G20 sum­mit will yield blue­print for growth

... so the up­com­ing G20 Sum­mit in Hangzhou can blaze new trails for the world’s eco­nomic de­vel­op­ment.

China Daily (USA) - - VIEWS - The au­thor is China Daily Tokyo bureau chief. cai­hong@chi­nadaily.com.cn

The lin­ger­ing ef­fects of the 2008 fi­nan­cial cri­sis still pre­vent the global econ­omy from re­turn­ing to its nor­mal track. The re­cov­ery re­mains both slow and weak, and is full of un­cer­tain­ties. The risks of fur­ther eco­nomic slow­down re­main, and the fi­nan­cial mar­kets con­tinue to be tu­mul­tuous. Trade and in­vest­ment pro­tec­tion­ism is on the in­crease, and eco­nomic de­vel­op­ment is un­bal­anced. Ac­cord­ing to the lat­estWorld Bank re­port, the 2016 global growth fore­cast has been scaled down from 2.9 per­cent in Jan­uary to 2.4 per­cent in June.

At such a crit­i­cal junc­ture, China has the duty, the ca­pac­ity and the con­fi­dence to seek greater con­sen­sus with the other G20 mem­bers, so the up­com­ing G20 Sum­mit in­Hangzhou can blaze new­trails for the world’s eco­nomic de­vel­op­ment.

China’s theme for the sum­mit— “To­wards an In­no­va­tive, In­vig­o­rated, In­ter­con­nected and In­clu­sive World Econ­omy”— could not be more per­ti­nent.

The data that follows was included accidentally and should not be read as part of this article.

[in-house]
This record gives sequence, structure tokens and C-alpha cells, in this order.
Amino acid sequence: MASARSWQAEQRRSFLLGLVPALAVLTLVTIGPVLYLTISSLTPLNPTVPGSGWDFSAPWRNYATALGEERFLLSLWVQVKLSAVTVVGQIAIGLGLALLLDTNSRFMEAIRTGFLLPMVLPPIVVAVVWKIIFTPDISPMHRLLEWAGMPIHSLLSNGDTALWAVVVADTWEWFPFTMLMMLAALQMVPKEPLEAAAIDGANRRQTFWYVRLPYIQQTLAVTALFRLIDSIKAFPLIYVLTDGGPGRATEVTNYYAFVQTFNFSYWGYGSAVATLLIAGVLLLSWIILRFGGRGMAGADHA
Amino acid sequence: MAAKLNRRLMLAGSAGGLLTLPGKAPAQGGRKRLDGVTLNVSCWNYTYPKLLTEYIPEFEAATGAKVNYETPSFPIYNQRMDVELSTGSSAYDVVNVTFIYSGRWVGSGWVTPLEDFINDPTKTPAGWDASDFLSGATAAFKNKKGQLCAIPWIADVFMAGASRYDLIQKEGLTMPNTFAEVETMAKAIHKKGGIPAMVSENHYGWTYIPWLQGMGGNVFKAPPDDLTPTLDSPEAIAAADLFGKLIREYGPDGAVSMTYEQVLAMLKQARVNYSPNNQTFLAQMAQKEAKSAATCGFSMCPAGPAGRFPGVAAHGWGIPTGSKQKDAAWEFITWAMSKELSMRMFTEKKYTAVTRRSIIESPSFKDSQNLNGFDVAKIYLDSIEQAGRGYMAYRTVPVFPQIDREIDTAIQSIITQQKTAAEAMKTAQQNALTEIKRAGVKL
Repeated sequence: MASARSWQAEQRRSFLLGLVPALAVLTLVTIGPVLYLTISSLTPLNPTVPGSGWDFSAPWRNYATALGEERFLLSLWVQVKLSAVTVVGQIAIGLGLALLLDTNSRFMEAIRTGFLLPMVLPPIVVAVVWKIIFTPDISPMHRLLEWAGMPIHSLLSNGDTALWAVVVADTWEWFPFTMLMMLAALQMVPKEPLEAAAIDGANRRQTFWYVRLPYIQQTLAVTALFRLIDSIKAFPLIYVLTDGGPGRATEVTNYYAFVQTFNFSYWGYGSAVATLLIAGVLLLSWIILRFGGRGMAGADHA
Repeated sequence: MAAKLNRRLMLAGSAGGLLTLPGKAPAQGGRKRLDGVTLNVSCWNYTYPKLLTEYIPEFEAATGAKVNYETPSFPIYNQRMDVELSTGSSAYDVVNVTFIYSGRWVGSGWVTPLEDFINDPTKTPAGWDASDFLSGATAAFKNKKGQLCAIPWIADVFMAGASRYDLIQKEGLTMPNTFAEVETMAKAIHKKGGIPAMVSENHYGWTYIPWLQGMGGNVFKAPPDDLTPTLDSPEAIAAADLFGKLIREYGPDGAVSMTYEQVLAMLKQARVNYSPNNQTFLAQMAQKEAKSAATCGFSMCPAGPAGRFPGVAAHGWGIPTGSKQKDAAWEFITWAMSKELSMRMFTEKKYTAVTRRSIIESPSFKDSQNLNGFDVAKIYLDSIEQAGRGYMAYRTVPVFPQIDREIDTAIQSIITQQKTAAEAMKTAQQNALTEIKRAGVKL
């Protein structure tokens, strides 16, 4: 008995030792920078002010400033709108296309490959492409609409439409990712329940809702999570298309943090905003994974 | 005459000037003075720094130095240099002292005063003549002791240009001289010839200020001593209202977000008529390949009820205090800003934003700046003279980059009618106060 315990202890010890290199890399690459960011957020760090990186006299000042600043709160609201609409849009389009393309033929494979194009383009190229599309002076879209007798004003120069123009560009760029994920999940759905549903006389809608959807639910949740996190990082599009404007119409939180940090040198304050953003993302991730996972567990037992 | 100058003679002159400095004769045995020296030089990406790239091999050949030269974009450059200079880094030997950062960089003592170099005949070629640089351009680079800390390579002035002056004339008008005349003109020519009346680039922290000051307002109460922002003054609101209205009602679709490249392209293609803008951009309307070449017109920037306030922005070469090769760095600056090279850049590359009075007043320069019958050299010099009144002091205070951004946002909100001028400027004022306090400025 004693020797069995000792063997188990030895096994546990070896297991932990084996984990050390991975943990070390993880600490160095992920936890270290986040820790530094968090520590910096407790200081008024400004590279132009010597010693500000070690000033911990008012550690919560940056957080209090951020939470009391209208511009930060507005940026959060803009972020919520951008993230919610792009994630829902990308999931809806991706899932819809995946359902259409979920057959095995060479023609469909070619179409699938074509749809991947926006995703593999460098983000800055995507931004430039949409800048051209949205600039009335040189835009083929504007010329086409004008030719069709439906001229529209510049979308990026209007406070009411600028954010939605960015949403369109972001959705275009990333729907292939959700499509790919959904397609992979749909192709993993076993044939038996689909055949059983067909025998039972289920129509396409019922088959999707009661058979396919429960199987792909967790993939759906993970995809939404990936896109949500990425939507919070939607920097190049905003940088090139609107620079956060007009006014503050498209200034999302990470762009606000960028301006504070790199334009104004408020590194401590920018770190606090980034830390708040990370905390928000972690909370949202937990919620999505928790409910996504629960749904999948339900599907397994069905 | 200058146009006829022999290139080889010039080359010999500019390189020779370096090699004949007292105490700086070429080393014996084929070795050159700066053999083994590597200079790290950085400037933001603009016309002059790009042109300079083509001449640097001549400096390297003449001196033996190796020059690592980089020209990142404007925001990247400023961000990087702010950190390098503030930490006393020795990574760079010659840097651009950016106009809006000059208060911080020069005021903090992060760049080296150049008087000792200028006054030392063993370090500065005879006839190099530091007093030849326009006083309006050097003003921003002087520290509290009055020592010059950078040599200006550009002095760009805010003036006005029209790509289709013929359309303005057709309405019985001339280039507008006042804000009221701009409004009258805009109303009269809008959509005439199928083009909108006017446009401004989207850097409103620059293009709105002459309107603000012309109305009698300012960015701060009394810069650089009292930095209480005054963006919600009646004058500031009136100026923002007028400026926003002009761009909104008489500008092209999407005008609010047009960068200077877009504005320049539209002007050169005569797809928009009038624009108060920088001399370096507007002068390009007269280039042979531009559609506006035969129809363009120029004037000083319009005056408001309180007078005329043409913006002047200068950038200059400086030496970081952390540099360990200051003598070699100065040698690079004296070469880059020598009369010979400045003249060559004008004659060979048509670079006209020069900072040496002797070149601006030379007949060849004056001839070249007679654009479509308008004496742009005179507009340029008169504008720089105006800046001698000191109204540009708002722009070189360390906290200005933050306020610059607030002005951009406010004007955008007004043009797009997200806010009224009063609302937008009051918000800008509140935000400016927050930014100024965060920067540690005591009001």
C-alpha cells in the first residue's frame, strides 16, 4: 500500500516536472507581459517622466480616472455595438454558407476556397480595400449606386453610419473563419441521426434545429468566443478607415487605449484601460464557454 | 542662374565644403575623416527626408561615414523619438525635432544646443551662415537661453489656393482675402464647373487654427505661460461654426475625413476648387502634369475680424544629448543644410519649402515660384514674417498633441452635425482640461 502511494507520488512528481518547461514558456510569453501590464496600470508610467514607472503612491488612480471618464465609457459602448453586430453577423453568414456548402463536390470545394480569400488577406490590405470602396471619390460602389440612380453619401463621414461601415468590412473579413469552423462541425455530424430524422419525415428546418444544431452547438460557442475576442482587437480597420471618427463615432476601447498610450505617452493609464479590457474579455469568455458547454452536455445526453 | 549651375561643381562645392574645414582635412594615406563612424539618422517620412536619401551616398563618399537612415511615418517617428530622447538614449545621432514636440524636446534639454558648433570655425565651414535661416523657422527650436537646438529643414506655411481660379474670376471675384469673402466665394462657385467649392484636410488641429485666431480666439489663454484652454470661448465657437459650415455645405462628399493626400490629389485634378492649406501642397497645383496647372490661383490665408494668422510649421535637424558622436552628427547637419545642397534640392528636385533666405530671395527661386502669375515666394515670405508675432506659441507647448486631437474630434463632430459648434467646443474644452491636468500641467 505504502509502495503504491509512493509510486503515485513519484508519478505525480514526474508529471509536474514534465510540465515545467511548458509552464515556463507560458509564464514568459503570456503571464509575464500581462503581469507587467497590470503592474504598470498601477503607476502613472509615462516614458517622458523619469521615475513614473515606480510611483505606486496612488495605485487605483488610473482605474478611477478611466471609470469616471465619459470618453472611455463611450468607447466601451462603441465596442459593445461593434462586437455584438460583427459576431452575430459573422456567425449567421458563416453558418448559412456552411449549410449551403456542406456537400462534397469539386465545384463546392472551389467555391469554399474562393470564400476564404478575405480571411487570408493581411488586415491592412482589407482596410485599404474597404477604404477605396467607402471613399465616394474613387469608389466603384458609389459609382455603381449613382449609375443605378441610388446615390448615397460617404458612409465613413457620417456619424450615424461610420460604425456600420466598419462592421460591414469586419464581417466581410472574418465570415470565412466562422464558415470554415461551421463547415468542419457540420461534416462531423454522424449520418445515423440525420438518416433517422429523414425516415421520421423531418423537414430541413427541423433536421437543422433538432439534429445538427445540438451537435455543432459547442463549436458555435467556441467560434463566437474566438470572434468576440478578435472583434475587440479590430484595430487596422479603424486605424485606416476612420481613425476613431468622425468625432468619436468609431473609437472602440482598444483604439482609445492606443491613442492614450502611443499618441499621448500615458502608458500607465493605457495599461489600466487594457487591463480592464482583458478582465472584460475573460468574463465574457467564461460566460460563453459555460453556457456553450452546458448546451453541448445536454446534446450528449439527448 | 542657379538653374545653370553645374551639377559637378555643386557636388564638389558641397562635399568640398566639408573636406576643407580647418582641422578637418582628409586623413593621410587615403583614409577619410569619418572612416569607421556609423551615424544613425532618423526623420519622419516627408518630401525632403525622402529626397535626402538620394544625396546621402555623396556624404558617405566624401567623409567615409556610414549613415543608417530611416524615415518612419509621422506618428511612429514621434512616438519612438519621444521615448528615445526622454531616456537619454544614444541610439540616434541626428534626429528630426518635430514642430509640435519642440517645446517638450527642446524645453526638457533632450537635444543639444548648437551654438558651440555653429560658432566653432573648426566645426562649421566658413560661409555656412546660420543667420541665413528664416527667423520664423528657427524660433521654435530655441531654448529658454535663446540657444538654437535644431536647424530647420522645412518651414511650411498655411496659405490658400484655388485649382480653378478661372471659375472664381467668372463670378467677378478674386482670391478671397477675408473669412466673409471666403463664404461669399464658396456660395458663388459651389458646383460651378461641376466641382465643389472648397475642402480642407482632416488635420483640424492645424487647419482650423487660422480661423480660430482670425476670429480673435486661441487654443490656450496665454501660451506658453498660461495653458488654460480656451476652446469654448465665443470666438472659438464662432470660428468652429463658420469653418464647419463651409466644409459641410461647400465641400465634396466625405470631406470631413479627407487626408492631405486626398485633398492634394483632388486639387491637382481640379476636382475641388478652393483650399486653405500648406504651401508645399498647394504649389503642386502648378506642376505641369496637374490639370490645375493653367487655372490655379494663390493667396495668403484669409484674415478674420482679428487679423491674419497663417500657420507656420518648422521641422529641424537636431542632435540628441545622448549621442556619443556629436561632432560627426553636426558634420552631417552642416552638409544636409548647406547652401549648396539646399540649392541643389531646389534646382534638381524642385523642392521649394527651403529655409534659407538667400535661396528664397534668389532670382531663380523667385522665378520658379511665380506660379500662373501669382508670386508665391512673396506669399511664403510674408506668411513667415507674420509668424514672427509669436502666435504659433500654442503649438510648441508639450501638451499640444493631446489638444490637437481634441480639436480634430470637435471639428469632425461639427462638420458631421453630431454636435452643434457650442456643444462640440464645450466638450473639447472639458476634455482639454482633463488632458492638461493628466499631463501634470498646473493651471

What is more, China has pro­posed four prin­ci­pal items for the agenda: ex­plor­ing more ef­fi­cient growth mod­els through in­no­va­tion, im­proved global eco­nomic and fi­nan­cial gov­er­nance, stronger in­ter­na­tional trade and in­vest­ment, and in­clu­sive and in­ter­con­nected paths of de­vel­op­ment.

It is es­sen­tial for the G20 mem­bers to agree on prac­ti­cal ways to achieve the theme and agenda.

The core task for theHangzhou Sum­mit is find­ing new­sources of growth and ex­plor­ing ways to tap their growth po­ten­tial. The Hangzhou Sum­mit will come up with a “G20 Blue­print for Growthre­lated In­no­va­tion”. By seiz­ing the newop­por­tu­ni­ties brought about by emerg­ing newtech­nolo­gies, newin­dus­tries and new­fac­tors of struc­tural re­forms, we can ex­pect to fun­da­men­tally solve the prob­lem of weak growth. In the con­text of this blue­print, the sum­mit will for­mu­late a num­ber of ac­tion plans to pro­mote in­no­va­tion.